Miss Slighcarp and Mr Grimshaw turn out to be Proper Bad 'Uns. Once Bonnie and Sylvia are left in their care they proceed to sack all the servants and sell off all the household goods whilst keeping the girls prisoner. Worse still, news comes that the ship with Bonnie's parents in has sunk with no survivors and the girls are now completely in Miss Slighcarp's power. An ill planned escape goes wrong and the girls are taken to be drudges in Mrs. Brisket's School for Orphans. The miseries they endure there are recognisable to an adult reader familiar with Dickens or |Jane Eyre but for Bill were eye popping stuff. At the end of a particularly wretched chapter he was pleading with me to read on: 'I just need to know they'll be all right mum. I need to know.' Ah. Proper suffering. That's what I look to induce in my children through the written word. Great.

Relief does come in the final third of the book with their rescue by Bonnie's goose-farming, wolf savvy friend Simon who becomes the hero of the rest of the books in the sequence. The girls travel by foot to London, secure support and return to Willoughby with reinforcements for the final denouement and confrontation. As Miss Slighcarp is denounced, Bonnie's parents return miraculously recovered (I thought I could reveal that because you might have guessed.) and all is restored.

''"But Aunt Sophy," said Sylvia,"your tale must be so much more adventurous than ours! Were you not shipwrecked?"
"Yes, indeed we were!" said Lady Green laughing,"and your uncle and I spent six very tedious days drifting in a rowing-boat, our only fare being a monotonous choice of grapes and oranges , of which there happened to be a large crate in the dinghy, fortunately for us. We were then picked up by a small and most unsanitary fishing-boat, manned by a set of fellows as picturesque as they were unwashed, who none of them spoke a word of English...On this boat we received nothing to eat but sardines in olive oil. I am surprised these shocks and privitations did not carry me off, but Sir Willoughby maintains they were the saving of me"'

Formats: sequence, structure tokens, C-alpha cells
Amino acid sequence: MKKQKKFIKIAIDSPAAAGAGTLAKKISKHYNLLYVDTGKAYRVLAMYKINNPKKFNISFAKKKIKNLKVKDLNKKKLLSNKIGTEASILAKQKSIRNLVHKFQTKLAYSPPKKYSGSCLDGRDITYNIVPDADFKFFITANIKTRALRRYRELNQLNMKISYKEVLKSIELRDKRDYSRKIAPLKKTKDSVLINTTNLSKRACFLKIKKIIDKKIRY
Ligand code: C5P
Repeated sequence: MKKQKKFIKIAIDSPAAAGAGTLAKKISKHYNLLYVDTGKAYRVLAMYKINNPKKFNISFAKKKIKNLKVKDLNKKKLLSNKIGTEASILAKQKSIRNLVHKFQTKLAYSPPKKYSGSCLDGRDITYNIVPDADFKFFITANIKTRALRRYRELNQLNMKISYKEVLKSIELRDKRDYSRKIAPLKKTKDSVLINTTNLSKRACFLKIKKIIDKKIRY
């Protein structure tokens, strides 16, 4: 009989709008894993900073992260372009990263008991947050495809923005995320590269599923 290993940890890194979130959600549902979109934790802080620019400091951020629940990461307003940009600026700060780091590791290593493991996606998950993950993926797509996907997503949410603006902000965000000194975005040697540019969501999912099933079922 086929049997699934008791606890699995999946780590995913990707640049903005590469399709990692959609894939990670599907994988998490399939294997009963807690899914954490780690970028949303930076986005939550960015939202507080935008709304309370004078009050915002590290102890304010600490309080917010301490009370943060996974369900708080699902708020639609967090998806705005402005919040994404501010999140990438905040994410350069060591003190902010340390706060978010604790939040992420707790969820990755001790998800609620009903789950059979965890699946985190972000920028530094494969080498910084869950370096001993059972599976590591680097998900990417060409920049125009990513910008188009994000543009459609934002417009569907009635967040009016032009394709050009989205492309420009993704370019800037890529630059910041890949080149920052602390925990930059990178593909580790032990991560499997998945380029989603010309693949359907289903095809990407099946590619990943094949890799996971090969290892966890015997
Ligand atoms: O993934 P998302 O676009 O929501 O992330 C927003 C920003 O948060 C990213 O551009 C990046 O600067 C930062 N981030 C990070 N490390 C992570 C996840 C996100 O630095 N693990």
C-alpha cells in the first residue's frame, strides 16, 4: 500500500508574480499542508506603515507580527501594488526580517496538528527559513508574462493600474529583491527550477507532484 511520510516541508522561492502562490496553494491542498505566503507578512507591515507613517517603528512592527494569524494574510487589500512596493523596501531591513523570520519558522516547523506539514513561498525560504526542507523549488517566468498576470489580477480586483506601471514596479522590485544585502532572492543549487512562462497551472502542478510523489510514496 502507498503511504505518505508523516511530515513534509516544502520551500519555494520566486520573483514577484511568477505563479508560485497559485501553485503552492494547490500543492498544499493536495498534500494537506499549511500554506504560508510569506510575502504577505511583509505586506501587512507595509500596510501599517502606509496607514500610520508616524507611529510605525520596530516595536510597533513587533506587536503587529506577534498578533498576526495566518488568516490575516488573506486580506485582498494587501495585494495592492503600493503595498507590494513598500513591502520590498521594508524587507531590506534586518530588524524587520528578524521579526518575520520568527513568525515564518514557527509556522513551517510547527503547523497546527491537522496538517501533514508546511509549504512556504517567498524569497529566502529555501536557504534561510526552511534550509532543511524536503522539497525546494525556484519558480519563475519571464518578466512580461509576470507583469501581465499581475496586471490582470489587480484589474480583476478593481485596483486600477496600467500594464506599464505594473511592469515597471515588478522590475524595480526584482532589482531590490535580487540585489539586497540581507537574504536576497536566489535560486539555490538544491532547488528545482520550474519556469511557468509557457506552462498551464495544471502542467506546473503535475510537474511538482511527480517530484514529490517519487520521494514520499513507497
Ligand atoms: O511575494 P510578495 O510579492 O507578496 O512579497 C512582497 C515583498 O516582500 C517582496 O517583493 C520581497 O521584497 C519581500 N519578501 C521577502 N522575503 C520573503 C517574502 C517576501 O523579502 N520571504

I am very happy for Bill to read as much 'Cows in Action' and 'Beast Quest' to himself as he likes but I like to save the really good stuff to read to him myself and this is really good stuff.

'The Wolves of Willoughby Chase' Joan Aiken, pub. Random House isbn 978-0-099-45663-6

Monday, 16 January 2012

Ronny Rock

I was feeling mildly guilty about my slight preferences for nostalgia in reviewing but then found and completely fell for an almost new book in the children's bookshop this weekend. I bought it, brought it home to Bill, who read it in one sitting and satisfactorily made very similar snorty pig laughs all through that I myself had done in the shop.

'Ronny Rock starring in Monster Cake Meltdown' is by Merryn Threadgould and illustrated by Bruce Ingman. The Bruce Ingman factor was what made me initially pick it up; I was already a fan of his witty line and paint pictures  in  Allan Ahlberg's 'The Runaway Dinner'. Then the front cover reads; 'if you like cakes and bunging buns about and stinky stuff then this is the book for you!!'. Well yes. As previously discussed, we certainly like cakes and buns in this family and although personally I am less of a fan of the stinky stuff I know the rest of the household would disagree. Sold.